It's over two years since the collapse of Lehman Brothers precipitated the financial crisis and the recession that followed, but there is little sign that cinched-in corporate belts are being relaxed again. Indeed, one of the lessons of recent months has been that, rather than a temporary interruption of normal service, the new mood of caution and thrift is likely in itself to become normal service, at least for a year or two. Growth across the board will be hard to find, inflation and interest rates are likely to rise, and public spending cuts, while promising long-term gain, will certainly involve a good deal of short-term pain.
Consequently, many observers of the job market are anticipating that 2011 will be a tough old year, in which the axe will continue to fall and the dreaded P45 will feature all too prominently. The CIPD for one predicts that unemployment will hit a 17-year high of around 2.7 million, as small gains in the hesitant private sector recovery are offset heavily by big losses in the public services.
There's even a new set of euphemisms for getting the chop - the old favourites from the last recession, downsizing and right sizing, having been usurped by newcomers like forced attrition and employer-initiated departures.
But, although we would never suggest that losing your job is a pleasant experience, whether in the long term it has a positive or negative effect is largely down to how you react to it. So, in the spirit of preventative medicine, MT has canvassed the views of both experts and those who have been on the receiving end of the coup de grace to show that, not only is it possible to bounce back from the sack, you might even go on to better and greater things as a result. Here's how.
Learn from the experience
Dwelling on why you lost your job, whether it was fair and whether you could have prevented it, is human nature but can also be destructive unless approached in the right way. Rob Goffee, professor of organisational behaviour at London Business School, says: 'What we know about those who fare better after losing their job is that they analyse what has happened and the context in a scientific way. If the factors were purely external, that can lead to a rational decision, for example, to move into a different sector, if there are declining prospects in the sector you were in. But you also need to analyse yourself.' If you can identify specific shortcomings that led to your demise - for example, being a poor team player or weak project manager - now is the time to address these issues so that you have a positive story to tell potential employers at interview. 'Use it as a way to re-develop yourself,' says Goffee.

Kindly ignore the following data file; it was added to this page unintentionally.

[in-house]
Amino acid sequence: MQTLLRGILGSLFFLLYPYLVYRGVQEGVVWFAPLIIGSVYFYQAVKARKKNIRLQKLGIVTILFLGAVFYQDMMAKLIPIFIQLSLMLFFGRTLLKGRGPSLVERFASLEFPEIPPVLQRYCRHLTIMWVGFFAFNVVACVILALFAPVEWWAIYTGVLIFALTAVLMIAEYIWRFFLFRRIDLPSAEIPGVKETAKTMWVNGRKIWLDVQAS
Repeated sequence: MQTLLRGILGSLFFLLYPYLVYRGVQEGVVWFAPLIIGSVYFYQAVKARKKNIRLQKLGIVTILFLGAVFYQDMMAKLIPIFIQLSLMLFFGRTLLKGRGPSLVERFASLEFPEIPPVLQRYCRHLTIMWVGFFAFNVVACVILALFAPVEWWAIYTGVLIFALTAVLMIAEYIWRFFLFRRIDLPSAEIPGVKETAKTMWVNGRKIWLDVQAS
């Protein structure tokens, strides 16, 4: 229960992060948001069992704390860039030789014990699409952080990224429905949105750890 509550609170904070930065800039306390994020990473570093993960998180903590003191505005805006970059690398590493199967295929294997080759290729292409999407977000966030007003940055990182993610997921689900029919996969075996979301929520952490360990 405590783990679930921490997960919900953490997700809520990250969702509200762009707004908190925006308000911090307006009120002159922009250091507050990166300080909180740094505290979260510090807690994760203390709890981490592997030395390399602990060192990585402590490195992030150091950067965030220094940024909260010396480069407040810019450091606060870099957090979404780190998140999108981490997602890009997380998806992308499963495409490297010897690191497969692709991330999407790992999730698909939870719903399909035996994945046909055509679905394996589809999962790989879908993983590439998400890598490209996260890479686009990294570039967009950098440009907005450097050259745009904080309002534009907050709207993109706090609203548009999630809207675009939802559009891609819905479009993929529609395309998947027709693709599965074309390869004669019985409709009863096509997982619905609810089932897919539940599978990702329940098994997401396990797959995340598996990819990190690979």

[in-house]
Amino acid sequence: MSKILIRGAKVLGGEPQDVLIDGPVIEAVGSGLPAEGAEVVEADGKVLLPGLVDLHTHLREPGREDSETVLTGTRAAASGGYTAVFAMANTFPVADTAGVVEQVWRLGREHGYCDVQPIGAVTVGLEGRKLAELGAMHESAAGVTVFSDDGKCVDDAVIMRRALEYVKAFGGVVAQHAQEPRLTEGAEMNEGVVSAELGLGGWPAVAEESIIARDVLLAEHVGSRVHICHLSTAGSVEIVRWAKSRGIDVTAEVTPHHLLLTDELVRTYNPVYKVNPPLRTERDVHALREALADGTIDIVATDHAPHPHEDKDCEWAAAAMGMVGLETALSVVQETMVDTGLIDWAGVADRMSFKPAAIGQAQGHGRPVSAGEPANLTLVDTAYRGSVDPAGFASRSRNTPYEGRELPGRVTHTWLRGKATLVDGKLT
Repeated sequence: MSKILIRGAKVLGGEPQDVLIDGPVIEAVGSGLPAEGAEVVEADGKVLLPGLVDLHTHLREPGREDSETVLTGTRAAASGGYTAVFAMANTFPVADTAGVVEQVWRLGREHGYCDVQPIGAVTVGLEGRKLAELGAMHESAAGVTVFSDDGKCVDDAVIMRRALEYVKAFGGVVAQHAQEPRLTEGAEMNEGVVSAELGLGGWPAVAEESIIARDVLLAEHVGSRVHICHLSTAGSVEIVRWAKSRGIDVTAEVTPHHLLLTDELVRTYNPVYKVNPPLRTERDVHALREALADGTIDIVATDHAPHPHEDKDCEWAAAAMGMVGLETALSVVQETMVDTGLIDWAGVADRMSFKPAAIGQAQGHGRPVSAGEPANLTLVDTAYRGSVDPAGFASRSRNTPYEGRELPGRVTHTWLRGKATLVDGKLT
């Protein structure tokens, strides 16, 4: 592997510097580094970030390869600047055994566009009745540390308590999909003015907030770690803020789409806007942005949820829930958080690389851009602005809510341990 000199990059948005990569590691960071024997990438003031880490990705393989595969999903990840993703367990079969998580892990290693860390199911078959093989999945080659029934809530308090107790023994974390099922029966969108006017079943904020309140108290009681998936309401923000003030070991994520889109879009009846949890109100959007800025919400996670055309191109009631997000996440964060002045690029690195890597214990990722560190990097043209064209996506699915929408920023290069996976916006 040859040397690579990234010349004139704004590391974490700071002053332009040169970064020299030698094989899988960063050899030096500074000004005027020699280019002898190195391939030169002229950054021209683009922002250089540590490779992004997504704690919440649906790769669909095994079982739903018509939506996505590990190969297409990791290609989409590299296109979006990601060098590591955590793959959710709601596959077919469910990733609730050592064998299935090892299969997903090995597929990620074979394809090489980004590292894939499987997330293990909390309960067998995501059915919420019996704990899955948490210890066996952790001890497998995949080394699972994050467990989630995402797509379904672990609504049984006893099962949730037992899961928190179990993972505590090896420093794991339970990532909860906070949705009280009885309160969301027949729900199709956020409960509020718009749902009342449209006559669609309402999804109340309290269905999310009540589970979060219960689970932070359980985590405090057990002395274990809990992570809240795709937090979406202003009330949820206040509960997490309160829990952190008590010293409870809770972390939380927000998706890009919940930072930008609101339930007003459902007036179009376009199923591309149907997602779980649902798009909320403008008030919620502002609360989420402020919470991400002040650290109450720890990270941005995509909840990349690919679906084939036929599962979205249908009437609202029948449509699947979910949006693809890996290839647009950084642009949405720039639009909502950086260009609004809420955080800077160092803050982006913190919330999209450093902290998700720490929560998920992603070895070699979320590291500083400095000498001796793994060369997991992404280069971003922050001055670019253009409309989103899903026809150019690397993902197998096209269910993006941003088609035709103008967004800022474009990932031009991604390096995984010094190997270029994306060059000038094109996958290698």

Octavius Black, global managing director of the Mind Gym, adds: 'I would definitely put it in writing: what are the things that have helped me succeed; what would I do differently in future; how would I spend the first 100 days in my next job? That would be an impressive perspective to bring to a job interview.'
Salvage what you can
Before leaving your current job, consider what you can take with you to smooth your path into a new role. For most people, the one asset they can make use of is contacts.